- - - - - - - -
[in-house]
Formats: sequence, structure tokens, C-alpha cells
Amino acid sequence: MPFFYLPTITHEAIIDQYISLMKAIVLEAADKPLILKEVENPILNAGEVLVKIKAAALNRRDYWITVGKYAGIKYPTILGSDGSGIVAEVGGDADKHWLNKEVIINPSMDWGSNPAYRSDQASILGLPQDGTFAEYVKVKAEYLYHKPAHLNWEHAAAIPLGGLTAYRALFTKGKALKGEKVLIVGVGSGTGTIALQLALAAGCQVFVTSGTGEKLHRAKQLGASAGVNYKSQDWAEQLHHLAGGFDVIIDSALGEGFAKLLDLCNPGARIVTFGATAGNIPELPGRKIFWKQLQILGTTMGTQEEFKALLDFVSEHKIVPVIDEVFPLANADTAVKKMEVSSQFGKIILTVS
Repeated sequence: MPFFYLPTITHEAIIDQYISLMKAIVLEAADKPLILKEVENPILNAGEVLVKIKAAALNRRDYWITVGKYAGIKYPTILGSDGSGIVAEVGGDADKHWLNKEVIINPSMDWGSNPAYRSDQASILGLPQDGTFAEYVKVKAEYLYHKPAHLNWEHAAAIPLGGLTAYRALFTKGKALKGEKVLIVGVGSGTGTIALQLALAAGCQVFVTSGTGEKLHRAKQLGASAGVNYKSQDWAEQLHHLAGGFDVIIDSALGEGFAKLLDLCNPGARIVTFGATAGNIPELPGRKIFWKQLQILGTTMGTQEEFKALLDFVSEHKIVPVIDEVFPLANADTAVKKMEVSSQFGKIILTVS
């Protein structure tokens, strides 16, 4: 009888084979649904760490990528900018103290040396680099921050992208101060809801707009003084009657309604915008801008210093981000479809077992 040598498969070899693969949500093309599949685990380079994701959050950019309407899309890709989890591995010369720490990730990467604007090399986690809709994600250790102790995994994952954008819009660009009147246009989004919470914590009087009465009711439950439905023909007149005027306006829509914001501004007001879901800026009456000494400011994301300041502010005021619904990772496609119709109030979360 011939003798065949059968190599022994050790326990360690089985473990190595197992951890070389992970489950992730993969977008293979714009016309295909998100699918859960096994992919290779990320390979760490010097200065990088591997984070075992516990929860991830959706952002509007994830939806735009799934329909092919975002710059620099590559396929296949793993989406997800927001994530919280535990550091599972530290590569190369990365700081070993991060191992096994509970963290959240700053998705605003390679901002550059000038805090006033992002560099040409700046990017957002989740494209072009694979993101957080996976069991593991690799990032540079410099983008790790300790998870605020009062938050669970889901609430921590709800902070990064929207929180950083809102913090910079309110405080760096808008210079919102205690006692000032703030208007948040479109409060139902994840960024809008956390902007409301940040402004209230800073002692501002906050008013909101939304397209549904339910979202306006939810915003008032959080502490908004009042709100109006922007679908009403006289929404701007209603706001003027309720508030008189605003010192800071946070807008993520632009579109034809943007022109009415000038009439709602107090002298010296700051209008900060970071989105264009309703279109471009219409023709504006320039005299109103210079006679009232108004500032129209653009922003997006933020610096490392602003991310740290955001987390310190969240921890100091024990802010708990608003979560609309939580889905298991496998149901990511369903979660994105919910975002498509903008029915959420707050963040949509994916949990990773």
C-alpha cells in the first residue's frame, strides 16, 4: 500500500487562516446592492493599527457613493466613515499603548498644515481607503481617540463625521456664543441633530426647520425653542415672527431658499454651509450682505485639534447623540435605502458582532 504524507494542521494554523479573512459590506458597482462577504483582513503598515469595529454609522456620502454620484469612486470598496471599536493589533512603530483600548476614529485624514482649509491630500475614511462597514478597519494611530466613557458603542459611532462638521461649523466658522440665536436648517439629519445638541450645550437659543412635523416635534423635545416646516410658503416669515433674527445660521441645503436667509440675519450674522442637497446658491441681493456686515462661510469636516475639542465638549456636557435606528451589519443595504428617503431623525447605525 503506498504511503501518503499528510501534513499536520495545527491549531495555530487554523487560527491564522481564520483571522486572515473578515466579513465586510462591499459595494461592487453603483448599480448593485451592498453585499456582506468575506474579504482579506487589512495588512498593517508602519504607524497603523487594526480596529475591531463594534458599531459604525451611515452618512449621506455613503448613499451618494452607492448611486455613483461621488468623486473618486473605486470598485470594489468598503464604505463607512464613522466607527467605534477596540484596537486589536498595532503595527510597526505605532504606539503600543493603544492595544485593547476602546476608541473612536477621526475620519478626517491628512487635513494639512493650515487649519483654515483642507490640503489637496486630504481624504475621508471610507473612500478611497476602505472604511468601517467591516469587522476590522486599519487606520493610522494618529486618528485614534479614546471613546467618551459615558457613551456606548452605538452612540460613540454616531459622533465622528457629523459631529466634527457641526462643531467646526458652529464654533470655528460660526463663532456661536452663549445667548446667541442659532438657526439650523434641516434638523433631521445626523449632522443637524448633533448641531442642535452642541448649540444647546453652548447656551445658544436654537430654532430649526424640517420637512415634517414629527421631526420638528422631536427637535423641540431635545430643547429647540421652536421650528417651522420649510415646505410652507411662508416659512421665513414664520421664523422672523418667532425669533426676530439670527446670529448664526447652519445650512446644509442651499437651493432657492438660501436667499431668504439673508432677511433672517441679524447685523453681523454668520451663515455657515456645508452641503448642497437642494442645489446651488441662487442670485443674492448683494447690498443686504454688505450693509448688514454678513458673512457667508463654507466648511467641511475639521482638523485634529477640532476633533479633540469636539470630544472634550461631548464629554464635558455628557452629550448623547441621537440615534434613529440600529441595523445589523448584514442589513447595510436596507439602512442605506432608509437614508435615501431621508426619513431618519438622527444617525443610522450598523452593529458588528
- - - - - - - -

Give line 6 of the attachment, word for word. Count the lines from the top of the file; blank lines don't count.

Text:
C-alpha cells in the first residue's frame, strides 16, 4: 500500500487562516446592492493599527457613493466613515499603548498644515481607503481617540463625521456664543441633530426647520425653542415672527431658499454651509450682505485639534447623540435605502458582532 504524507494542521494554523479573512459590506458597482462577504483582513503598515469595529454609522456620502454620484469612486470598496471599536493589533512603530483600548476614529485624514482649509491630500475614511462597514478597519494611530466613557458603542459611532462638521461649523466658522440665536436648517439629519445638541450645550437659543412635523416635534423635545416646516410658503416669515433674527445660521441645503436667509440675519450674522442637497446658491441681493456686515462661510469636516475639542465638549456636557435606528451589519443595504428617503431623525447605525 503506498504511503501518503499528510501534513499536520495545527491549531495555530487554523487560527491564522481564520483571522486572515473578515466579513465586510462591499459595494461592487453603483448599480448593485451592498453585499456582506468575506474579504482579506487589512495588512498593517508602519504607524497603523487594526480596529475591531463594534458599531459604525451611515452618512449621506455613503448613499451618494452607492448611486455613483461621488468623486473618486473605486470598485470594489468598503464604505463607512464613522466607527467605534477596540484596537486589536498595532503595527510597526505605532504606539503600543493603544492595544485593547476602546476608541473612536477621526475620519478626517491628512487635513494639512493650515487649519483654515483642507490640503489637496486630504481624504475621508471610507473612500478611497476602505472604511468601517467591516469587522476590522486599519487606520493610522494618529486618528485614534479614546471613546467618551459615558457613551456606548452605538452612540460613540454616531459622533465622528457629523459631529466634527457641526462643531467646526458652529464654533470655528460660526463663532456661536452663549445667548446667541442659532438657526439650523434641516434638523433631521445626523449632522443637524448633533448641531442642535452642541448649540444647546453652548447656551445658544436654537430654532430649526424640517420637512415634517414629527421631526420638528422631536427637535423641540431635545430643547429647540421652536421650528417651522420649510415646505410652507411662508416659512421665513414664520421664523422672523418667532425669533426676530439670527446670529448664526447652519445650512446644509442651499437651493432657492438660501436667499431668504439673508432677511433672517441679524447685523453681523454668520451663515455657515456645508452641503448642497437642494442645489446651488441662487442670485443674492448683494447690498443686504454688505450693509448688514454678513458673512457667508463654507466648511467641511475639521482638523485634529477640532476633533479633540469636539470630544472634550461631548464629554464635558455628557452629550448623547441621537440615534434613529440600529441595523445589523448584514442589513447595510436596507439602512442605506432608509437614508435615501431621508426619513431618519438622527444617525443610522450598523452593529458588528